Does antenatal care facilitate utilization of emergency obstetric care? A case-referent study of near-miss morbidity in Bolivia

Acta Obstet Gynecol Scand. 2010 Mar;89(3):335-42. doi: 10.3109/00016340903511050.


Objective: To determine whether lack of routine antenatal care (ANC) is associated with near-miss morbidity upon arrival at hospital.

Design: Case-referent study.

Setting: Four maternity hospitals in La Paz and El Alto, Bolivia, where free maternal health care is provided through a government subsidized program.

Sample: Women with severe maternal morbidity upon arrival at hospital (n = 297). Facility-matched referents with an uncomplicated childbirth at hospital (n = 297).

Methods: Prospective inclusion of participants over a period of six months, using clinical and management-based criteria for near-miss. Multivariate logistic regression.

Main outcome measures: Odds ratios (ORs) with 95% confidence intervals (CIs). Individual and joint effects of interacting variables.

Results: Lack of ANC, lower education levels, and rural residence were interactively associated with near-miss upon arrival. Lack of ANC among women with limited education resulted in a four-fold greater risk for this condition. Such risk was considerably increased for women who lived in rural areas (OR 12.6; 95% CI 2.8-56.6). In addition, high maternal age and first time pregnancy were associated with near-miss upon arrival.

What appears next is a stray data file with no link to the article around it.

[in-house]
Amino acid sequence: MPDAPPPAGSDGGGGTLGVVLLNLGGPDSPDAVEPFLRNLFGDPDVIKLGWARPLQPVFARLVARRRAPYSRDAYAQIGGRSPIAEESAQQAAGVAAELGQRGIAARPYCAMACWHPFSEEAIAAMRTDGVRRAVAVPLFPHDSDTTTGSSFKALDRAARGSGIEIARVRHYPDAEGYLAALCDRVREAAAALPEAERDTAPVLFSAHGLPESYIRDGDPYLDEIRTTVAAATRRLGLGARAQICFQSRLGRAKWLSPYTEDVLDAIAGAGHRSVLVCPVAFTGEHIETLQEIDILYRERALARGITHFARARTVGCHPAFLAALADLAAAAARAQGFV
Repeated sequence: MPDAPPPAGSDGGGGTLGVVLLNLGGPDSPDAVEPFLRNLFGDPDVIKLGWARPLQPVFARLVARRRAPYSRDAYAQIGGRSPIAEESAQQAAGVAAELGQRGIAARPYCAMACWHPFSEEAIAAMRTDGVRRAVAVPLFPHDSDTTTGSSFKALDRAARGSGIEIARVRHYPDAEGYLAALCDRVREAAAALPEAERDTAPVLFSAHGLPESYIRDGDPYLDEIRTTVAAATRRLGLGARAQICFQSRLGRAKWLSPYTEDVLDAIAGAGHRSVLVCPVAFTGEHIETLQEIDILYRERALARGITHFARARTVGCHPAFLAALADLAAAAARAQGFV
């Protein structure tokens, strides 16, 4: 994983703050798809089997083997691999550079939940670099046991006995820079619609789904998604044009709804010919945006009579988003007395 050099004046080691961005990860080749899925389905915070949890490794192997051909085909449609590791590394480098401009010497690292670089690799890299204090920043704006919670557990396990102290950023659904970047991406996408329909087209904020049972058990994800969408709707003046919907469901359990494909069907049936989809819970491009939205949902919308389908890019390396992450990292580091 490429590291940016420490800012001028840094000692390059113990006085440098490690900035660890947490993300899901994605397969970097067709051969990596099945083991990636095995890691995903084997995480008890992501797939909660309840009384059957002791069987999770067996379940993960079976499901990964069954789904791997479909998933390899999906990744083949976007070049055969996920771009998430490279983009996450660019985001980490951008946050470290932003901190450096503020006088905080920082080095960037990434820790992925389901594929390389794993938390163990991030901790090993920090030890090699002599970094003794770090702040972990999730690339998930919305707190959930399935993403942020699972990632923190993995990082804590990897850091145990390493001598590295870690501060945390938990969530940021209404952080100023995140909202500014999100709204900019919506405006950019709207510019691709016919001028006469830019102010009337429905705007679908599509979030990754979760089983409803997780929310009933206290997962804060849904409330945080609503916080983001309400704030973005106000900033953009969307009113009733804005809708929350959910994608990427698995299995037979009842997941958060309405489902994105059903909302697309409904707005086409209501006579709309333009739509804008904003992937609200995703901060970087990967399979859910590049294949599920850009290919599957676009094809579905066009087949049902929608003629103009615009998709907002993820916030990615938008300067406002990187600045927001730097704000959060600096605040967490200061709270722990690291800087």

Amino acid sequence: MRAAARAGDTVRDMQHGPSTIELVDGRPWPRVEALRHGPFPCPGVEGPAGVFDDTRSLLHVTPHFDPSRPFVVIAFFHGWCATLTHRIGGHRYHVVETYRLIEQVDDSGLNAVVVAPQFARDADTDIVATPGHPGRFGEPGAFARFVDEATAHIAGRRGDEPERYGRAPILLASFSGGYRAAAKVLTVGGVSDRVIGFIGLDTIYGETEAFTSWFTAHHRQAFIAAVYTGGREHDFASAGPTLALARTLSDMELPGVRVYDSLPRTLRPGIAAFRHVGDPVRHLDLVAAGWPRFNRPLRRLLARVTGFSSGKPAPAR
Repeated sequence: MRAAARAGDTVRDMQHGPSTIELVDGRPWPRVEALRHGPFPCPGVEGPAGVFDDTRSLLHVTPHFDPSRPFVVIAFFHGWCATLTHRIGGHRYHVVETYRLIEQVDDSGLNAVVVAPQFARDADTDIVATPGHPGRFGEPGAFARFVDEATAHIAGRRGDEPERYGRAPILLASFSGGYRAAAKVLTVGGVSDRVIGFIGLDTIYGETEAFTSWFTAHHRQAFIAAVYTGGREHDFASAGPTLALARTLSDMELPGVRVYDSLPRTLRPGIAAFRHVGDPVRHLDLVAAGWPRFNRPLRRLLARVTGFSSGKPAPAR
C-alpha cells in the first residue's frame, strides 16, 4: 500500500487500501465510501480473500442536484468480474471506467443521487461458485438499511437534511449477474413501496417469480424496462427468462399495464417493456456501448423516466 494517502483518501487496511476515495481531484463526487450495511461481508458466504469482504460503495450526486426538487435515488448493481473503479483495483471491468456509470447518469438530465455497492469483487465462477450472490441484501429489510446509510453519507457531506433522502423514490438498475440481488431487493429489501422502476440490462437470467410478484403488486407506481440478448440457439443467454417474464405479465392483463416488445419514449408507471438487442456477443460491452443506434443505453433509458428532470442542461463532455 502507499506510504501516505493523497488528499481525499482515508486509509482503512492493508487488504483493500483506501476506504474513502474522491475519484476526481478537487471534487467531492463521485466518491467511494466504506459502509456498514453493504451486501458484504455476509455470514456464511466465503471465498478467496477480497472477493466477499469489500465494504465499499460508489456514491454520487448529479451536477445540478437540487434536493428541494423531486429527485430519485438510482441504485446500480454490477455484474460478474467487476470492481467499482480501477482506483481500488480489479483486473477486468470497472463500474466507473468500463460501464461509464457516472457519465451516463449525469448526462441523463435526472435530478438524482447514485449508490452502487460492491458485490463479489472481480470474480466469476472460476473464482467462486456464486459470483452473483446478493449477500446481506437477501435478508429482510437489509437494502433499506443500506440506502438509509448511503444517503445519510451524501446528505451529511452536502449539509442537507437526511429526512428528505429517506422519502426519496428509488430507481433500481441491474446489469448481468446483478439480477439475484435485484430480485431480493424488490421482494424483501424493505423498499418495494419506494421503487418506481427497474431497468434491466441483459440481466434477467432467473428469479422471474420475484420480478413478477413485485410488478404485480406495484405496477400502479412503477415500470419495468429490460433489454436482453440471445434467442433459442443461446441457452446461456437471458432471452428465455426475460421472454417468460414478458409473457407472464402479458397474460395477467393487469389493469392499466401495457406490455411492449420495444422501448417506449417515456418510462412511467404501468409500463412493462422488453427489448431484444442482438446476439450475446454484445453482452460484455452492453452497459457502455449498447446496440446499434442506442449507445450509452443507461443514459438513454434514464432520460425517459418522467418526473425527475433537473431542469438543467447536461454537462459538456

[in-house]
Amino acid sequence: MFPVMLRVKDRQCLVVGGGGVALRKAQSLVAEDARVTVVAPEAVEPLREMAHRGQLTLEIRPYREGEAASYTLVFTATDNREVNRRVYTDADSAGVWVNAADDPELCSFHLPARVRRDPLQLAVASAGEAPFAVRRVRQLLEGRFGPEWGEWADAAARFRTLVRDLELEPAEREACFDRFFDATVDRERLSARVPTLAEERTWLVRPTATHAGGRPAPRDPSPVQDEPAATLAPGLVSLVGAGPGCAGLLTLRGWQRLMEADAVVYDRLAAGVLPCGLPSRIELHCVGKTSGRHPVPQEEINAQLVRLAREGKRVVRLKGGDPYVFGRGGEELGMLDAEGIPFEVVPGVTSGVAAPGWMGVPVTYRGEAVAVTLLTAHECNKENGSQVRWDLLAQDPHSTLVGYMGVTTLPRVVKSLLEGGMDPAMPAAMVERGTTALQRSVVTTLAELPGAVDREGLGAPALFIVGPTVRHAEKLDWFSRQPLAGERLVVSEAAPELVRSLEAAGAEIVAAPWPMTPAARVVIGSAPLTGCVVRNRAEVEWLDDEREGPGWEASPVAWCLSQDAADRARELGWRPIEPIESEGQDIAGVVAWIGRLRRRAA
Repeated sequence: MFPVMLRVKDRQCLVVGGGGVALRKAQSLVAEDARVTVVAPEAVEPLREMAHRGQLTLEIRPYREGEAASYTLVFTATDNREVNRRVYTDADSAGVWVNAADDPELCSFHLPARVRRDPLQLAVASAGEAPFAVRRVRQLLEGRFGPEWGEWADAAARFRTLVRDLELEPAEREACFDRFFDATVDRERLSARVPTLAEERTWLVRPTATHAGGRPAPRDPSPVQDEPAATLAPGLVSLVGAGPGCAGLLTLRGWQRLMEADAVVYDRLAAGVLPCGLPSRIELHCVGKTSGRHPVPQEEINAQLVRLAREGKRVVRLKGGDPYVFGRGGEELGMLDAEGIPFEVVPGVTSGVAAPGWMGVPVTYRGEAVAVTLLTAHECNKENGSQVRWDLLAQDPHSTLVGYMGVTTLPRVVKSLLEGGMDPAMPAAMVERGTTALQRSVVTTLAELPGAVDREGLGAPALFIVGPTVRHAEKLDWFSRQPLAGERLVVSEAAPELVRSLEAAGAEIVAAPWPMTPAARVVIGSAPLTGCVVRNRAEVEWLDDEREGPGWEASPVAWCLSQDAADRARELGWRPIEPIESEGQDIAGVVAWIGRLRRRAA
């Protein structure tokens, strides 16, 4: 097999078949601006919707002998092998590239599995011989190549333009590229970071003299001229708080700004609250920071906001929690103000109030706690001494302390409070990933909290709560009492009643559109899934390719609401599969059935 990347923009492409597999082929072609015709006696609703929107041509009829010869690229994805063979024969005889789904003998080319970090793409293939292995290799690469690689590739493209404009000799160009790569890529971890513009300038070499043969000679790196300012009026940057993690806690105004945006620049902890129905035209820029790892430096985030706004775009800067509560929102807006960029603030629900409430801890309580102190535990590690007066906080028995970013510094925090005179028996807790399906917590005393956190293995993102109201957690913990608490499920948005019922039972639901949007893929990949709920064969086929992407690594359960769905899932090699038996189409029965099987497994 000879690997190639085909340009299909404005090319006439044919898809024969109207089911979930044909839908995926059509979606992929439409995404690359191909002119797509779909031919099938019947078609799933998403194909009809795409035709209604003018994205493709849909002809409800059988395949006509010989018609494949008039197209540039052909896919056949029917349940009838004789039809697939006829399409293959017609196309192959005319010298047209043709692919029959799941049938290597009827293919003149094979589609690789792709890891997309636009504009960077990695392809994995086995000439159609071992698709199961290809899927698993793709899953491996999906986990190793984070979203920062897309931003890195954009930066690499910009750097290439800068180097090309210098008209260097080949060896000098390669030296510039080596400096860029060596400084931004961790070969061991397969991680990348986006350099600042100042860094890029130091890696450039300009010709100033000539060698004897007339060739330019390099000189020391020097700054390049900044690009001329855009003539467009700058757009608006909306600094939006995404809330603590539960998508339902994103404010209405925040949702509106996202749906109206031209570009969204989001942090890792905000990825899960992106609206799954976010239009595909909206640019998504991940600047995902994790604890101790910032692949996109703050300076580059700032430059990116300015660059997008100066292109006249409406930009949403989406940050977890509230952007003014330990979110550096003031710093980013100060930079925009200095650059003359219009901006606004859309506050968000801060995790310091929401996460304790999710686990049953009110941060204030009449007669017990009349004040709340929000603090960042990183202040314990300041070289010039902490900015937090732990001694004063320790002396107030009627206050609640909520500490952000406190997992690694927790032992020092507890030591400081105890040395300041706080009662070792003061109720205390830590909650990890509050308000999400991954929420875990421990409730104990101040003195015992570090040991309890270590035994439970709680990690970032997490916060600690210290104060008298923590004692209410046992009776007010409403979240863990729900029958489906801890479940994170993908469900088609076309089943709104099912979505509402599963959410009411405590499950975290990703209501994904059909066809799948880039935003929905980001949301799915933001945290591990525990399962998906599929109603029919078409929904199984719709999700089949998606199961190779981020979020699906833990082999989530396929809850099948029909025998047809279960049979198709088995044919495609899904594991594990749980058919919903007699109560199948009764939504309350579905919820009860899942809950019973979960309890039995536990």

Conclusions: This study identified subpopulations most likely to benefit from interventions designed to enable timely care-seeking for obstetric complications. ANC appears to facilitate utilization of emergency obstetric care, especially for women with socio-demographic disadvantages. Targeted initiatives to increase routine ANC may reduce severe maternal morbidity and mortality, both in urban and rural areas.

Publication types

  • Multicenter Study
  • Research Support, Non-U.S. Gov't

MeSH terms

  • Adult
  • Bolivia / epidemiology
  • Case-Control Studies
  • Emergency Treatment / statistics & numerical data*
  • Female
  • Humans
  • Logistic Models
  • Maternal Health Services / statistics & numerical data*
  • Pregnancy
  • Pregnancy Complications / epidemiology*
  • Pregnancy Outcome
  • Prenatal Care / statistics & numerical data*
  • Prospective Studies
  • Risk Factors
  • Socioeconomic Factors
  • Statistics, Nonparametric